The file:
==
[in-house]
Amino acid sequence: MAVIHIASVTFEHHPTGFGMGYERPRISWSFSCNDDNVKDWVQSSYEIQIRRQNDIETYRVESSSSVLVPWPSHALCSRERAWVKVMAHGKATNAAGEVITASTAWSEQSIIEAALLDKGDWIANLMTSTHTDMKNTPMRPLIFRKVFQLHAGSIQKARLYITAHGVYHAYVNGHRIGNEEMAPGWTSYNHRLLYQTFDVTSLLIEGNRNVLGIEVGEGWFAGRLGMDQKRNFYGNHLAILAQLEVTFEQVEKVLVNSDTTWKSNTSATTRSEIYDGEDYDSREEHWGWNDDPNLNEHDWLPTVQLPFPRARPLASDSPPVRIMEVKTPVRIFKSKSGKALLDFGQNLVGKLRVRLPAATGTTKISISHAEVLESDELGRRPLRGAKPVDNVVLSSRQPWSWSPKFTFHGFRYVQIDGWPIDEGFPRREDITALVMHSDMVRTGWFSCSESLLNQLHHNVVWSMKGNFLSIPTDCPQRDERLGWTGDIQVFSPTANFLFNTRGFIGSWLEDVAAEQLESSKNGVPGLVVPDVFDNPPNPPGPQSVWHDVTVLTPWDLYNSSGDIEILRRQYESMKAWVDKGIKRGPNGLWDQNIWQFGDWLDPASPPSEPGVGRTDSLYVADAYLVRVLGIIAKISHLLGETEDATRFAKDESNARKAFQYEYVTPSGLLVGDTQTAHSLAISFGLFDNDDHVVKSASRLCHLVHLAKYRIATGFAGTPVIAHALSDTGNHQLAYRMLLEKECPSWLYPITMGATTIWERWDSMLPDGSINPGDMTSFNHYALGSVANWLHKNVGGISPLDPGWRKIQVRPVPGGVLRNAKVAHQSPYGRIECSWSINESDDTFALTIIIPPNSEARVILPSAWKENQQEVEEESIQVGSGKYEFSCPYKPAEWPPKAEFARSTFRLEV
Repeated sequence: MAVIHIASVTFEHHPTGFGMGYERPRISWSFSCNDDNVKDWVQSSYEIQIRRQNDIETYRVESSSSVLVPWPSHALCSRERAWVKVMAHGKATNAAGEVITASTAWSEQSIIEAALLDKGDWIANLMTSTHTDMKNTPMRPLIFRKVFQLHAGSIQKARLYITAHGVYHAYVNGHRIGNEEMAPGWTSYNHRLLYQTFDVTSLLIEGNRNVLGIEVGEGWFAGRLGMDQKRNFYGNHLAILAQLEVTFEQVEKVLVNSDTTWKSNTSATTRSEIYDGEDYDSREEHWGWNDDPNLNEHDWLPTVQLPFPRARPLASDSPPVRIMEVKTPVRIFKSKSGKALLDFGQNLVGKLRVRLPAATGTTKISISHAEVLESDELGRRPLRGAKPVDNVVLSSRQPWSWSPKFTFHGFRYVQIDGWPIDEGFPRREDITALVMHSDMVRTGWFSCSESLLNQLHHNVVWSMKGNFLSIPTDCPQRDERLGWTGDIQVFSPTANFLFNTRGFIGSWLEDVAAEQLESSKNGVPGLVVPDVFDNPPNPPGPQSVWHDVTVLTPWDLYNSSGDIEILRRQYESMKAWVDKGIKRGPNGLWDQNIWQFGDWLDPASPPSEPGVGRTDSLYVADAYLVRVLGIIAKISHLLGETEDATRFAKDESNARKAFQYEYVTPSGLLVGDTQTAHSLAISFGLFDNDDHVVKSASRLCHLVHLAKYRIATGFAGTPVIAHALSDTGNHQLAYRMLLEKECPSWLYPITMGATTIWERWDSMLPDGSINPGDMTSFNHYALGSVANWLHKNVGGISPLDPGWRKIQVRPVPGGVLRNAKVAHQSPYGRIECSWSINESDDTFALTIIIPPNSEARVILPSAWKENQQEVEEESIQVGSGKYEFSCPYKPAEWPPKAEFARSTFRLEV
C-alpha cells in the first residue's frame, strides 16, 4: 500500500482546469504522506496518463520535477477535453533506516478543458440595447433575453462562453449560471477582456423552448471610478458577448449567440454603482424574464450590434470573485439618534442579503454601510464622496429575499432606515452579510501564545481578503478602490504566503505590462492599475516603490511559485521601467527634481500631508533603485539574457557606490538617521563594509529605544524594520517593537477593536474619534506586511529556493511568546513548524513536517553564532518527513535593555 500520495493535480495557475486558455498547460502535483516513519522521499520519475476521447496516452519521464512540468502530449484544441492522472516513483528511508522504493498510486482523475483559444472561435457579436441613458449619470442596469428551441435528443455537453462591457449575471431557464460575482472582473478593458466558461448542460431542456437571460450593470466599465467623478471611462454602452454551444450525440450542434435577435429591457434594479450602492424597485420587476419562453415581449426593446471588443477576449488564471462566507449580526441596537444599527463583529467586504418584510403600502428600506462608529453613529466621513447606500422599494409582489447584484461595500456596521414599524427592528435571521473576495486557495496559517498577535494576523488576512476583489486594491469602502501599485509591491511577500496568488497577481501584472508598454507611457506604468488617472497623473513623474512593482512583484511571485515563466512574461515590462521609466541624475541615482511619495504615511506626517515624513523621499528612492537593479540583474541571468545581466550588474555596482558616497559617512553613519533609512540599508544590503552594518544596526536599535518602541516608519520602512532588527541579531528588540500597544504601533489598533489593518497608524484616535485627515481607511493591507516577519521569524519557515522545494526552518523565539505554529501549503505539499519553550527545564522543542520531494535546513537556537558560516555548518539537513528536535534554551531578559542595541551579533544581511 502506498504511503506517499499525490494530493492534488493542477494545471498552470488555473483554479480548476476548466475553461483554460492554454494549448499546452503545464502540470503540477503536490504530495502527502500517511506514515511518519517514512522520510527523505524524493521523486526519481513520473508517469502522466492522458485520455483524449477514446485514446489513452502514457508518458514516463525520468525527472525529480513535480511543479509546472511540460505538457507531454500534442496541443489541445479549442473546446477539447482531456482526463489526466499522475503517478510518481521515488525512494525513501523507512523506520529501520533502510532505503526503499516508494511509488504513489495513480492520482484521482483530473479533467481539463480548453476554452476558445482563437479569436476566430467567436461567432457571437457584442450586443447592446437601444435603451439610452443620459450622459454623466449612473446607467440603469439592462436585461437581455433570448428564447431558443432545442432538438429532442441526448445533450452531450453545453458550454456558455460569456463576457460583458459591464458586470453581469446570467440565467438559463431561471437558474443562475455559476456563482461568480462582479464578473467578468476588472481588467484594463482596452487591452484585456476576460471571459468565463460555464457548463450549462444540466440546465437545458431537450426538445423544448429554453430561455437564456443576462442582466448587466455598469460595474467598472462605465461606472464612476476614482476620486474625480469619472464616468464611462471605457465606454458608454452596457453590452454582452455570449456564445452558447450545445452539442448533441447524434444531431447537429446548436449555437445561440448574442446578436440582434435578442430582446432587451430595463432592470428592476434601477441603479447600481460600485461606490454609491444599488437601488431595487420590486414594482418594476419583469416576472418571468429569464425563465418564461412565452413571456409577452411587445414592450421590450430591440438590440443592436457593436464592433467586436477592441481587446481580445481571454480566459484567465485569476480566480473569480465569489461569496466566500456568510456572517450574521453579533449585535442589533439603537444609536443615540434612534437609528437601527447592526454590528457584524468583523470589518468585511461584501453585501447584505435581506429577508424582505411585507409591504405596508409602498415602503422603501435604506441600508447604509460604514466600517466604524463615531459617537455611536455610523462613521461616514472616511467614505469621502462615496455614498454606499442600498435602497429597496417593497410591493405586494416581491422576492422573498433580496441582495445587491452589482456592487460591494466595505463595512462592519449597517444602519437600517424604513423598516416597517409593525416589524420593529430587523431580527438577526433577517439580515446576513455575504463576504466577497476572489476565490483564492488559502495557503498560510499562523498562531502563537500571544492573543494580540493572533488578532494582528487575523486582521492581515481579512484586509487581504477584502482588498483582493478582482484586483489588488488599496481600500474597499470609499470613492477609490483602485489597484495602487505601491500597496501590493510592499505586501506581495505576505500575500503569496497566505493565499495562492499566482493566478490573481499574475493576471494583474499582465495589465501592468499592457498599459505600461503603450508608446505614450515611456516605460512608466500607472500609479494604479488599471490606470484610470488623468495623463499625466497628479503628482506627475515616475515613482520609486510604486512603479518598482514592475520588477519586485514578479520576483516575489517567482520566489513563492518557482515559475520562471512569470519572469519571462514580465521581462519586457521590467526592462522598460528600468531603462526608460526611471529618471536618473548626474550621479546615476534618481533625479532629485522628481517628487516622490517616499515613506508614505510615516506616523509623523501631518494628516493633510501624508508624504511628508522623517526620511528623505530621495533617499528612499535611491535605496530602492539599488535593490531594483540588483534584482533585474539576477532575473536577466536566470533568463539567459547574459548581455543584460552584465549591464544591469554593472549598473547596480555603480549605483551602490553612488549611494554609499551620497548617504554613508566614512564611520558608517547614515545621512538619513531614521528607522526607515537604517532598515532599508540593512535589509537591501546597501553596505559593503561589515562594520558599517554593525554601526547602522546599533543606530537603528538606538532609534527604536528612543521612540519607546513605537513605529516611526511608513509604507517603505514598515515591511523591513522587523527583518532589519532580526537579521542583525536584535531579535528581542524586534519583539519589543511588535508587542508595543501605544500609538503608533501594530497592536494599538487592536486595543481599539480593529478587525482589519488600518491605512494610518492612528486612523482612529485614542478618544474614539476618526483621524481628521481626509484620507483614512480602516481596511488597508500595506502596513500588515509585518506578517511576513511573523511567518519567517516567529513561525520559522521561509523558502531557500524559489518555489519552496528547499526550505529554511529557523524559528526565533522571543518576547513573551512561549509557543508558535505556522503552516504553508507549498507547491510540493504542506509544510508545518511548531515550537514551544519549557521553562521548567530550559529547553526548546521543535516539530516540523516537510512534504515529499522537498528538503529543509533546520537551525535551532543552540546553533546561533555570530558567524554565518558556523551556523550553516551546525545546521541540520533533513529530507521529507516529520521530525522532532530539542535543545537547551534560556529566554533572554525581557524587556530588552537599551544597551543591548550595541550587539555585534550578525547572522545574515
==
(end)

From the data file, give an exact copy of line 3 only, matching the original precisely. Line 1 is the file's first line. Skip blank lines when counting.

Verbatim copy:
Repeated sequence: MAVIHIASVTFEHHPTGFGMGYERPRISWSFSCNDDNVKDWVQSSYEIQIRRQNDIETYRVESSSSVLVPWPSHALCSRERAWVKVMAHGKATNAAGEVITASTAWSEQSIIEAALLDKGDWIANLMTSTHTDMKNTPMRPLIFRKVFQLHAGSIQKARLYITAHGVYHAYVNGHRIGNEEMAPGWTSYNHRLLYQTFDVTSLLIEGNRNVLGIEVGEGWFAGRLGMDQKRNFYGNHLAILAQLEVTFEQVEKVLVNSDTTWKSNTSATTRSEIYDGEDYDSREEHWGWNDDPNLNEHDWLPTVQLPFPRARPLASDSPPVRIMEVKTPVRIFKSKSGKALLDFGQNLVGKLRVRLPAATGTTKISISHAEVLESDELGRRPLRGAKPVDNVVLSSRQPWSWSPKFTFHGFRYVQIDGWPIDEGFPRREDITALVMHSDMVRTGWFSCSESLLNQLHHNVVWSMKGNFLSIPTDCPQRDERLGWTGDIQVFSPTANFLFNTRGFIGSWLEDVAAEQLESSKNGVPGLVVPDVFDNPPNPPGPQSVWHDVTVLTPWDLYNSSGDIEILRRQYESMKAWVDKGIKRGPNGLWDQNIWQFGDWLDPASPPSEPGVGRTDSLYVADAYLVRVLGIIAKISHLLGETEDATRFAKDESNARKAFQYEYVTPSGLLVGDTQTAHSLAISFGLFDNDDHVVKSASRLCHLVHLAKYRIATGFAGTPVIAHALSDTGNHQLAYRMLLEKECPSWLYPITMGATTIWERWDSMLPDGSINPGDMTSFNHYALGSVANWLHKNVGGISPLDPGWRKIQVRPVPGGVLRNAKVAHQSPYGRIECSWSINESDDTFALTIIIPPNSEARVILPSAWKENQQEVEEESIQVGSGKYEFSCPYKPAEWPPKAEFARSTFRLEV